Routing for the T-Molding was pretty
simple. I thought that this part was going to take a great deal of
time, but the router went through the MDF like butter. Beware of
the dust. This step creates a great deal of dust, make sure you
wear a mask.
I didn't run into many problems with
the actual cabinet construction until I cut out the hole for the coin
door. I measured the length and width of the coin door, but I
didn't take into account the fact the coin door's corners were rounded.
When I test mounted the door, I noticed that rounded corners of the coin
door did not cover the square corners that I created in my cut. To
fix this I cut four corners off a scrap piece of wood that I had and hot
glued them into the coin door hole. After adding some wood filler,
sanding, and painting, you cannot notice the mistake from the outside of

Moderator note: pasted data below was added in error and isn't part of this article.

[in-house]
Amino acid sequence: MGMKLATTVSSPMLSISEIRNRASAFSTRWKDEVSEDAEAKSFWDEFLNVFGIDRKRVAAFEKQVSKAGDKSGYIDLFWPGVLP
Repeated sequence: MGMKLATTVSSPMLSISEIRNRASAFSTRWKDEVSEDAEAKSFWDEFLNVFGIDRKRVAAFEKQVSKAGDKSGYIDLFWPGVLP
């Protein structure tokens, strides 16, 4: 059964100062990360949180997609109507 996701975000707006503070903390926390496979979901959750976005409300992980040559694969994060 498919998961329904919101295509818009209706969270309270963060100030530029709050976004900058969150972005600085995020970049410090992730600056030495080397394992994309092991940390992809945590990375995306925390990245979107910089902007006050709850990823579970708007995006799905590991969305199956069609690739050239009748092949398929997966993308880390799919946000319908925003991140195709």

On of the things that I modified from
the Project Arcade book was the addition of a keyboard tray. I'm
glad I did this, I've needed to use it many times.
For speakers, I decided to go with the Altec Lansing
VS2221 speakers. The thing that I liked about these speakers was
the ability to remove the base and "wall mount" them. Using this
feature, I found it very simple to mount the speakers. I simply
created 2 bases for the speakers and routed out an area for the wires to
pass through. They made a nice snug fit and the now the volume
control is accessible to the user.
Applying the wood filler over the screw
holes, priming, and painting was pretty painless. The color I
chose was Blaze Yellow from Sears.
For the coin-door lights I used the
Flexiglow Lazer Beam Kit from
www.directron.com. The kit contained 3 super bright LED's and
a standard Molex connector to plug into the computers power supply.
They worked great!